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This Moment On Earth

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Author: the Inkslinger

The day’s dawned bright and sharp here in the hinterlands of Vermont. In cloudless skies, winter’s own thin brand of blue telegraphs all we need to know. That the cold just beyond window etched in swirls of frost is deep and unmovable. And indeed the thermometer reads just 6° at morning’s first glance. It’s shiver-inducing fragment of briefest knowledge magnified by hard-edged north country sunlight rising frigid and unforgiving over the gleaming snowpack. A fine morning day to stoke the fire, uncork the informational bottle, and see what news of this moment on Earth pours out.

Let’s begin on the open seas where a coming U.N. report finds the world’s fast-growing shipping fleet is responsible for about 4.5% of global CO2 emissions, a figure that could rise 30% by 2030 because of zooming rates of international trade. It appears that when transportation-related environmental costs are factored in, goods from overseas aren’t so cheap after all. In fact, container ship ports have been identified as one of the biggest sources of pollution in the U.S. The ports of Los Angeles and Long Beach, the nation’s two largest, have recognized the problem and are taking steps like requiring all ships to shut-down their on-board power systems when docked and banning vessels built before 1989, the year pollution-controls became standard gear on freighters. This is the sort of stuff regular folk like us never think too much about, but it’s good to know someone is. For our part, the lesson here is that the farther away something was made, the more CO2 its shipping generated. As always, sourcing whatever we can as locally as possible is hugely important where the climate crisis is concerned. Buy local!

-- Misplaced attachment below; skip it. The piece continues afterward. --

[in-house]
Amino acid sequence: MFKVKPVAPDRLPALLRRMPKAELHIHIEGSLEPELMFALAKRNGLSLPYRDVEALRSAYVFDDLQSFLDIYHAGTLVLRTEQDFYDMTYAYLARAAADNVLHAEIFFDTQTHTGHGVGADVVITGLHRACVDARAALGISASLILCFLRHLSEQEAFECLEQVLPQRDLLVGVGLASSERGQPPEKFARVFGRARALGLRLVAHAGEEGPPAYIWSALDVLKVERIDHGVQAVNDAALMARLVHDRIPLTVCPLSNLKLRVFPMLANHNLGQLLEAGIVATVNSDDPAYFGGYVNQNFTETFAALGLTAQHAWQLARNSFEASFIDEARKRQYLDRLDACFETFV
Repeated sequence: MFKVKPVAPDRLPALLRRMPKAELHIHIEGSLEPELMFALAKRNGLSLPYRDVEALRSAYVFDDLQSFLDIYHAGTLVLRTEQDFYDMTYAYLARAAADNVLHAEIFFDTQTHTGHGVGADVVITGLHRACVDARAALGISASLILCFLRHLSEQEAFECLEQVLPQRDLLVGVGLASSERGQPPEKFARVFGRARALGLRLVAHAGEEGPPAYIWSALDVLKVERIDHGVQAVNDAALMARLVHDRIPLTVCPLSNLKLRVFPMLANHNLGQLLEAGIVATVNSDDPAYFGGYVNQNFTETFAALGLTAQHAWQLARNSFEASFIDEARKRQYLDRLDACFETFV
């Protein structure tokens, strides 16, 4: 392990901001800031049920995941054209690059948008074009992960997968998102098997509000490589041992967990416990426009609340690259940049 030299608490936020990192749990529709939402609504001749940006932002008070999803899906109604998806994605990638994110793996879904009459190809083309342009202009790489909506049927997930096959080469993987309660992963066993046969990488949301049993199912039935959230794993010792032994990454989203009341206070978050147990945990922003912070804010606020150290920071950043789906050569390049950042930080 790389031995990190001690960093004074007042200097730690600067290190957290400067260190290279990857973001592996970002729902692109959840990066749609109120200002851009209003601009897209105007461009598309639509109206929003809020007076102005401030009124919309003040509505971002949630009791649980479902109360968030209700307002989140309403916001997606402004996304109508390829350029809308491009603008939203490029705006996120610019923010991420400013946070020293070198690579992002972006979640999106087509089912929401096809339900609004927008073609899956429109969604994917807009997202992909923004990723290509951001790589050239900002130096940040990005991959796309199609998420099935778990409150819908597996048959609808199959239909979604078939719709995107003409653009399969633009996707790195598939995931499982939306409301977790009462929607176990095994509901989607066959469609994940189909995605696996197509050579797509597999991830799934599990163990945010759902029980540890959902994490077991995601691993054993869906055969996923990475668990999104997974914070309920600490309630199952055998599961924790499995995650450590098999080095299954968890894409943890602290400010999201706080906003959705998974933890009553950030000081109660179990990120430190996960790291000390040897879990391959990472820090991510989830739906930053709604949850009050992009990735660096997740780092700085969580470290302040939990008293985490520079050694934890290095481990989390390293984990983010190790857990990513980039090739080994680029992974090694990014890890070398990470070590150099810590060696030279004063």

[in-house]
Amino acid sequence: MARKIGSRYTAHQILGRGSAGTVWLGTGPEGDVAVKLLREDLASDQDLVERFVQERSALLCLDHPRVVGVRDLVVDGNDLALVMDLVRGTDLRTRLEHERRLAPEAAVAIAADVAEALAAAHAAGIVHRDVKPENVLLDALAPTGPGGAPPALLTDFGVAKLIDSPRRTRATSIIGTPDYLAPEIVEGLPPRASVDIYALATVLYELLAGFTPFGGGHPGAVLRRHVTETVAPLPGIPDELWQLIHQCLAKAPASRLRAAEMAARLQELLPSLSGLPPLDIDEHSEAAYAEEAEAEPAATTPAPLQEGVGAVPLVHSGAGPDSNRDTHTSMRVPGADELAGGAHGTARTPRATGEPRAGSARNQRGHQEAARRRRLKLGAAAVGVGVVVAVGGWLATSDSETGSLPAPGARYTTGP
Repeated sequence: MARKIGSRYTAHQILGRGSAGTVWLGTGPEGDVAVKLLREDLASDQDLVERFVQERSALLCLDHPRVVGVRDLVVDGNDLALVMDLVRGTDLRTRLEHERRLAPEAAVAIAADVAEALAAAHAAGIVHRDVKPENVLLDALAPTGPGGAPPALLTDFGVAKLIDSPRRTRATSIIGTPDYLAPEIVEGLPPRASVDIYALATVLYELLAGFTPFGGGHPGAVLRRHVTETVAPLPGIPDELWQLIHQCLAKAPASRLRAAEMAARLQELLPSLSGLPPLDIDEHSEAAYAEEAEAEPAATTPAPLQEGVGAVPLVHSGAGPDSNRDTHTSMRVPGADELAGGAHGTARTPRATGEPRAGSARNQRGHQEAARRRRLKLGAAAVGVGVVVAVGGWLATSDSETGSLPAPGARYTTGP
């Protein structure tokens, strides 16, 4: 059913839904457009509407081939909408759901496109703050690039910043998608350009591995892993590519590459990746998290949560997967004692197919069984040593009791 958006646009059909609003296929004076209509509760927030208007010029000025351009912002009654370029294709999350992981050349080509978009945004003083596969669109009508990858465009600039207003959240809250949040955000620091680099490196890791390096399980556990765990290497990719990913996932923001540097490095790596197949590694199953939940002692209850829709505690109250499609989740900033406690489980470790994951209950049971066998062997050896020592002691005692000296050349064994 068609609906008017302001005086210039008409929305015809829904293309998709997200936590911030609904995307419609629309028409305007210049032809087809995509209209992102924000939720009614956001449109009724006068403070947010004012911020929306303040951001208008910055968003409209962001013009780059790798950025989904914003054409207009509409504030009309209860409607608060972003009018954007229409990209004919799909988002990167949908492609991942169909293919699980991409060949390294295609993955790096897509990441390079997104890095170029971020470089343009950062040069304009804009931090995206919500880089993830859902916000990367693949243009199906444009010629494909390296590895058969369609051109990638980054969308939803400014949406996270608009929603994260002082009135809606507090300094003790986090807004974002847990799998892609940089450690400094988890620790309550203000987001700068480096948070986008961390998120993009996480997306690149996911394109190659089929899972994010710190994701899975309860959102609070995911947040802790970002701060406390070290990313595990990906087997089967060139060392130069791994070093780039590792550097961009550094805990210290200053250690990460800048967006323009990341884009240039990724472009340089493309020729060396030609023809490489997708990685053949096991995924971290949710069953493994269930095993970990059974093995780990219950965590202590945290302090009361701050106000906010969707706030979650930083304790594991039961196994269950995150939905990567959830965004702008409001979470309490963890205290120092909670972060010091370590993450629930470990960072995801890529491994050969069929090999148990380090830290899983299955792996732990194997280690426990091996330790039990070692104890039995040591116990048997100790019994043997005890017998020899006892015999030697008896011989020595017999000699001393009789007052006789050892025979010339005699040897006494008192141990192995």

News like that is why I like this:

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Where to Gas Up?

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It’s hard to feel that there’s a good choice to make when it comes time to filling up your tank. And even those of us with hybrids sooner or later need to make the stop. (I just bought Toyota’s Camry Hybrid, and while I’m still angry at Toyota for fighting against higher mileage standards in California, given where we live and the other options available, it seemed like the best choice – though it did take me almost three months of research to decide.)

In the current issue of Fast Company, there is the most complete research most complete research I’ve seen to help you decide which oil company is the cleanest and greenest.